In the midst of the #MeToo movement, in which those in positions of power are being called to account for sexual abuse, a conference hosted by four Manitoba Mennonite organizations acknowledged that it happens in the church, too.
Emily Cohen, left, a workshop leader, chats with Matthew Bailey-Dick, coordinator of the Anabaptist Learning Workshop, at a ‘Caregiving in a #ChurchToo world’ seminar on Jan. 19, 2018, at Steinmann Mennonite Church in Baden, Ont. Behind them on the wall, coloured heads represent people's stories and experiences of sexual abuse that are known to workshop participants. (Photo by Janet Bauman)
How do churches prevent sexual harassment and abuse in their midst? How do they respond when abuse happens? How do they shift the culture in their ranks so that victims feel safer to share their stories?
Mennonite children learn patriarchy from a young age. Gender roles are strictly defined: men work the fields and women take care of the home. (Photo by Noah Friedman-Rudovsky noahfr.com)
Eight men went to prison, the media gaze moved on, and colony life resumed. But the saga of mass rape in the Bolivian corner of our family of faith is far from over.
The allegation of sexual abuse at a church camp (on page 13) reminds us of the sad reality that sexual abuse touches the church community in profound ways. The example of Christ and our peace theology compel us to recognize and to address the violence that happens in our midst.
Ruth-Ann Klassen Shantz has a long history with Silver Lake Mennonite Camp in Sauble Beach, Ont., and a story she has kept long hidden. But earlier this year she shared with the camp’s board of directors her allegations of long-term sexual abuse by a former camp director.
For his funeral text, Urie Bender chose the passage from II Corinthians 4:7: “We have this treasure in earthen vessels” (KJV).
In recent months there has been unprecedented exposure of sexually predatory men in high places, as well as unprecedented violence perpetrated by solitary men with little or no regard for human life.
A basket of cloth strips was used to symbolize the pain victims of John Howard Yoder’s sexual abuse at Anabaptist Mennonite Biblical Seminary. The note reads: ‘Beloved of God, may you go into the complicated places with courage, for darkness will be conquered by light. May you go with resolve, for God has gone before you. May you go with hope, claiming the promise that evil never has the last word. Amen.’ (Photo by Rich Preheim)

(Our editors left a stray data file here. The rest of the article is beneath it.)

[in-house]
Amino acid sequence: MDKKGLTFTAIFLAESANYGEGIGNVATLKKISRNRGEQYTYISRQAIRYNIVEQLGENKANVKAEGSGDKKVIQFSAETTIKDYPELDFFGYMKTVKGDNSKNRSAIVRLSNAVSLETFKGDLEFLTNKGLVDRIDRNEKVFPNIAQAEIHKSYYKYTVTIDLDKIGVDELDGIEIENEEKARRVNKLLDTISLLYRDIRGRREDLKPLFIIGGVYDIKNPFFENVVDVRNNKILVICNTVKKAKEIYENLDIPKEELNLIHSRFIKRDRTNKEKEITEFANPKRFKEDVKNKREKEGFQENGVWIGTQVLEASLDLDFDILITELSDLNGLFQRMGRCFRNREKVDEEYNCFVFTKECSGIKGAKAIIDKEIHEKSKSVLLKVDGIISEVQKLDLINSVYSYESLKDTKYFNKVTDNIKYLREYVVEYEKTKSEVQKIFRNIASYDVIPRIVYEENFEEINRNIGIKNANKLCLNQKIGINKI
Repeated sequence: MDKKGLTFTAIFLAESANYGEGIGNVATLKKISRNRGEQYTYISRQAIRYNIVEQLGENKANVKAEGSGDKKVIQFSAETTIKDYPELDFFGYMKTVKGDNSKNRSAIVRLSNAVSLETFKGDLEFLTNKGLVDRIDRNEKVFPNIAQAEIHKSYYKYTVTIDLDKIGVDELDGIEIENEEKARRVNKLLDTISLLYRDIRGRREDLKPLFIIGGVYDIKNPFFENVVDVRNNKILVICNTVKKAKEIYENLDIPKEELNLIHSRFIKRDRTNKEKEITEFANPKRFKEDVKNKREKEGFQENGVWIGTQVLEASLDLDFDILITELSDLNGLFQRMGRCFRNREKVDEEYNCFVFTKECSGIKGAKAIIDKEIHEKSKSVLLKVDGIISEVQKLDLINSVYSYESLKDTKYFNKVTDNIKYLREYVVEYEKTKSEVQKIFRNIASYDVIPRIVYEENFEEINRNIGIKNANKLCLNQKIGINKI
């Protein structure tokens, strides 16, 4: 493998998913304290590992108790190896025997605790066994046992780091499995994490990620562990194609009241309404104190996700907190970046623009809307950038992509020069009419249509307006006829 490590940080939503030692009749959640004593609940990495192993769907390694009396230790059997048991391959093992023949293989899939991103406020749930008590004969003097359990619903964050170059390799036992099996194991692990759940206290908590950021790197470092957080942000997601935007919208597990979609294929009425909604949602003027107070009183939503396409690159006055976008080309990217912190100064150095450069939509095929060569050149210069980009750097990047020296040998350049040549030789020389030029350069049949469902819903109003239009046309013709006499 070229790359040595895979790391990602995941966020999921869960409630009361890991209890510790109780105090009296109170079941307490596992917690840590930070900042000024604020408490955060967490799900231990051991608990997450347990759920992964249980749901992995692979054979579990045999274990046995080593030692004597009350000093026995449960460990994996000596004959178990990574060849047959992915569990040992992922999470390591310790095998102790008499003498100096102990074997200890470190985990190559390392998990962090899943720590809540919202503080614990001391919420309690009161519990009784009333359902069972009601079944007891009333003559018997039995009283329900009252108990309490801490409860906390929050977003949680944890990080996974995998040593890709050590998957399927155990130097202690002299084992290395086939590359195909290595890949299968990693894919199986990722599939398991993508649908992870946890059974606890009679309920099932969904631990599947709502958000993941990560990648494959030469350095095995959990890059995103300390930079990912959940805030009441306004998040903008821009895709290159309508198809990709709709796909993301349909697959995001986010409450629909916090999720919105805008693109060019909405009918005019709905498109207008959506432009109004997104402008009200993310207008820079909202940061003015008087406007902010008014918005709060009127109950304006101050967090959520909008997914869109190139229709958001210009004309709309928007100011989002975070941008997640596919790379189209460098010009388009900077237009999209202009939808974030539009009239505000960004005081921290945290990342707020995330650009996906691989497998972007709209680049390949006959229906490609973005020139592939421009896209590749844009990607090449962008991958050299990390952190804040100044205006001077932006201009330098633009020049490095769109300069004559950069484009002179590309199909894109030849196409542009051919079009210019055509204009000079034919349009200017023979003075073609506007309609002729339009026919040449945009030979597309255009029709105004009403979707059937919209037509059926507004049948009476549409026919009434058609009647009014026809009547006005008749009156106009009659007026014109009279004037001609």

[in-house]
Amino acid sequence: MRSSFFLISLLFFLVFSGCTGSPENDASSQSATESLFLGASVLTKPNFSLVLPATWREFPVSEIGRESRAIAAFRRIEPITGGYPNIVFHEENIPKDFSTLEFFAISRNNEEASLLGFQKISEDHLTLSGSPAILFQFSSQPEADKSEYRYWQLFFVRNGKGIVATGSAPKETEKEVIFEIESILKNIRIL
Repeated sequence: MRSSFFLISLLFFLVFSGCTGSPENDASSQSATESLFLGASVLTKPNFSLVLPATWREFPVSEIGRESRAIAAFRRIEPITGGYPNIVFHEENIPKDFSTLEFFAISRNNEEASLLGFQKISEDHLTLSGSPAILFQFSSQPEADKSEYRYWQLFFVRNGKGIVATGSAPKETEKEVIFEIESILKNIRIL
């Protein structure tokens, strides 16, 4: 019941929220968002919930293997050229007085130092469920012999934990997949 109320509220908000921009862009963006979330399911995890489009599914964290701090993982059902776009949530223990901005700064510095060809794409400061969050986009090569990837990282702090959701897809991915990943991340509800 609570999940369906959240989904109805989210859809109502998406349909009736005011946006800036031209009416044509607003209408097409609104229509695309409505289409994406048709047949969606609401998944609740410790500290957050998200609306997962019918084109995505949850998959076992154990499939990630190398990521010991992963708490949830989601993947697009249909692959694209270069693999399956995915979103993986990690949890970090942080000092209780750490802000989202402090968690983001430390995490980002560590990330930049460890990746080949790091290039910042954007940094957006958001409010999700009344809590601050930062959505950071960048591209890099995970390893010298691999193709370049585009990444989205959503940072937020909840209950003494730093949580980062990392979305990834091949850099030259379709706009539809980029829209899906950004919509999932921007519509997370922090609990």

For 40 years, women who had been sexually violated by John Howard Yoder were left suffering in silence while the Anabaptist Mennonite Biblical Seminary (AMBS) professor became one of the most influential theological voices of the 20th century. On March 22, 2015, AMBS publicly apologized for long ignoring their cries for justice.
Every 17 minutes, a woman in Canada experiences sexual assault. Many times these women are assaulted by someone they know, sometimes even by someone they’re in a romantic relationship with.
The latter was true for Jessica (a pseudonym), who grew up attending a Mennonite Church Canada congregation and agreed to speak to Canadian Mennonite anonymously to protect her identity.
In Canada 1,397 sexual assaults occur every day, according to the Canadian Research Institute for the Advancement of Women. In the United States nearly one in five women reported experiencing rape or attempted rape at some point in their lifetime says the Centers for Disease Control and Prevention.